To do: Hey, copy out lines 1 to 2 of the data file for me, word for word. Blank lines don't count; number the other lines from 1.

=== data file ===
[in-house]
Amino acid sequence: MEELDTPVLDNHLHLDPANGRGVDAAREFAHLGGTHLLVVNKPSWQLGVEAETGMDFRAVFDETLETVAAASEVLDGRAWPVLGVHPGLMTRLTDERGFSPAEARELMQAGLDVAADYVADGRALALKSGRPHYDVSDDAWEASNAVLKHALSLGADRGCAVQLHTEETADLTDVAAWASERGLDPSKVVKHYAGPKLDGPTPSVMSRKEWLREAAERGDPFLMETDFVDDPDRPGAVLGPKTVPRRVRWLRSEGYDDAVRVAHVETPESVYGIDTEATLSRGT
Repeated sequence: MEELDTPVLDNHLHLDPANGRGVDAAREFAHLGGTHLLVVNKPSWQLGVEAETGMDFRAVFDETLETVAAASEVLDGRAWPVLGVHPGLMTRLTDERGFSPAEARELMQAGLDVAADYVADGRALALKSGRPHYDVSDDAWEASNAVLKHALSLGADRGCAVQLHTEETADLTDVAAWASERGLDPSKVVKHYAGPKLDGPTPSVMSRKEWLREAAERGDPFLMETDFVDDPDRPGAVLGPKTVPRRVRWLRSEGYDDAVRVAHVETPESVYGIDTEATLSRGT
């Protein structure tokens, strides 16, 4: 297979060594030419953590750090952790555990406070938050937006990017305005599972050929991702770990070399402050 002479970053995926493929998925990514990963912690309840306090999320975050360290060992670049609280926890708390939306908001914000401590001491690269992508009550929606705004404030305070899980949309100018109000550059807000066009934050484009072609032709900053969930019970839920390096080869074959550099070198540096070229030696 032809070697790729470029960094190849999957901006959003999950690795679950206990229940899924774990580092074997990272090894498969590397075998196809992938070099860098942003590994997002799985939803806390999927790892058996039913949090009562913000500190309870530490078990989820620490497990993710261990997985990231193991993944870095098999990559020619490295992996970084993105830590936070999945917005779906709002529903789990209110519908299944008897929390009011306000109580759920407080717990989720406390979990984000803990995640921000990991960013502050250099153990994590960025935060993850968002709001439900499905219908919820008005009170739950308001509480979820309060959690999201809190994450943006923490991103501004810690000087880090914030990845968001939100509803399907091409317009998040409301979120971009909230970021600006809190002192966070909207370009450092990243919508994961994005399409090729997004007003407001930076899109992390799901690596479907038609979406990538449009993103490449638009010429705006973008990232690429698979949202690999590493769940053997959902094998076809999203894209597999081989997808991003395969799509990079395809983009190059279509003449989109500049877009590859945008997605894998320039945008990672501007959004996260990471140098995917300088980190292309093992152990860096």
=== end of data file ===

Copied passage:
[in-house]
Amino acid sequence: MEELDTPVLDNHLHLDPANGRGVDAAREFAHLGGTHLLVVNKPSWQLGVEAETGMDFRAVFDETLETVAAASEVLDGRAWPVLGVHPGLMTRLTDERGFSPAEARELMQAGLDVAADYVADGRALALKSGRPHYDVSDDAWEASNAVLKHALSLGADRGCAVQLHTEETADLTDVAAWASERGLDPSKVVKHYAGPKLDGPTPSVMSRKEWLREAAERGDPFLMETDFVDDPDRPGAVLGPKTVPRRVRWLRSEGYDDAVRVAHVETPESVYGIDTEATLSRGT